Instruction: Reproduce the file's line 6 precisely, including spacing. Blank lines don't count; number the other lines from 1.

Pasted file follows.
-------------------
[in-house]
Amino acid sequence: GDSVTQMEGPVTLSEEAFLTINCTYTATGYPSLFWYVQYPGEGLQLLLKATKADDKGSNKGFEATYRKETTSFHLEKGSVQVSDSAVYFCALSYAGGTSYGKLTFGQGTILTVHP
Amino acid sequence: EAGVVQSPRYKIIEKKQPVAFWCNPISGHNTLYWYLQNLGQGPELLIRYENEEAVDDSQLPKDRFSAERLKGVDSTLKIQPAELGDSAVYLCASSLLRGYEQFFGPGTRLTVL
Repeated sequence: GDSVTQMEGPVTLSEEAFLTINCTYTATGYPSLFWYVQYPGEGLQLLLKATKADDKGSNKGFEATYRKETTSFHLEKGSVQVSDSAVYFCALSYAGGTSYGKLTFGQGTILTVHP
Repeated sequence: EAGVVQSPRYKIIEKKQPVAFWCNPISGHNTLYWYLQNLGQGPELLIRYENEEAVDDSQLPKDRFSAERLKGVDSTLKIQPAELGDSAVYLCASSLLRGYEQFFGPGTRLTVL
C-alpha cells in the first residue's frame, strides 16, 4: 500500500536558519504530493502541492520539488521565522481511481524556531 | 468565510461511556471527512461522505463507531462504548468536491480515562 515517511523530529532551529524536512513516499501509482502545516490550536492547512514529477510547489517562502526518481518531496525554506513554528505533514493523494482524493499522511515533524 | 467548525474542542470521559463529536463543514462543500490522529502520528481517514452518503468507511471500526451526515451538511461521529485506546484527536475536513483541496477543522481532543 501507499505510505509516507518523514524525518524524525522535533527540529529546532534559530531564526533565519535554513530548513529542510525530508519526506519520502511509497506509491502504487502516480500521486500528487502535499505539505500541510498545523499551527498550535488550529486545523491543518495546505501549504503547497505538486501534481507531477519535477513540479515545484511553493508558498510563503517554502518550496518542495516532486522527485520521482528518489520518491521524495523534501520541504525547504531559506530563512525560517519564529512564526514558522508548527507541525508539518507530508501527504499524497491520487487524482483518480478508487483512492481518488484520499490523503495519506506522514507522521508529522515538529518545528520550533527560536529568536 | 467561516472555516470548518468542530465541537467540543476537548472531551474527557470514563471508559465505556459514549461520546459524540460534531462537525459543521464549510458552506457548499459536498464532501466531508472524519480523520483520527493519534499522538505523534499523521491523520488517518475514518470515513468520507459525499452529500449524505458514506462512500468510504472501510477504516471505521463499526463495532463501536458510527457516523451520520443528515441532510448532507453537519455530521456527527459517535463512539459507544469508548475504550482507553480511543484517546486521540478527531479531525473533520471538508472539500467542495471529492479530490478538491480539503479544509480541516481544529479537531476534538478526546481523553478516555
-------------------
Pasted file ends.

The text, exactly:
C-alpha cells in the first residue's frame, strides 16, 4: 500500500536558519504530493502541492520539488521565522481511481524556531 | 468565510461511556471527512461522505463507531462504548468536491480515562 515517511523530529532551529524536512513516499501509482502545516490550536492547512514529477510547489517562502526518481518531496525554506513554528505533514493523494482524493499522511515533524 | 467548525474542542470521559463529536463543514462543500490522529502520528481517514452518503468507511471500526451526515451538511461521529485506546484527536475536513483541496477543522481532543 501507499505510505509516507518523514524525518524524525522535533527540529529546532534559530531564526533565519535554513530548513529542510525530508519526506519520502511509497506509491502504487502516480500521486500528487502535499505539505500541510498545523499551527498550535488550529486545523491543518495546505501549504503547497505538486501534481507531477519535477513540479515545484511553493508558498510563503517554502518550496518542495516532486522527485520521482528518489520518491521524495523534501520541504525547504531559506530563512525560517519564529512564526514558522508548527507541525508539518507530508501527504499524497491520487487524482483518480478508487483512492481518488484520499490523503495519506506522514507522521508529522515538529518545528520550533527560536529568536 | 467561516472555516470548518468542530465541537467540543476537548472531551474527557470514563471508559465505556459514549461520546459524540460534531462537525459543521464549510458552506457548499459536498464532501466531508472524519480523520483520527493519534499522538505523534499523521491523520488517518475514518470515513468520507459525499452529500449524505458514506462512500468510504472501510477504516471505521463499526463495532463501536458510527457516523451520520443528515441532510448532507453537519455530521456527527459517535463512539459507544469508548475504550482507553480511543484517546486521540478527531479531525473533520471538508472539500467542495471529492479530490478538491480539503479544509480541516481544529479537531476534538478526546481523553478516555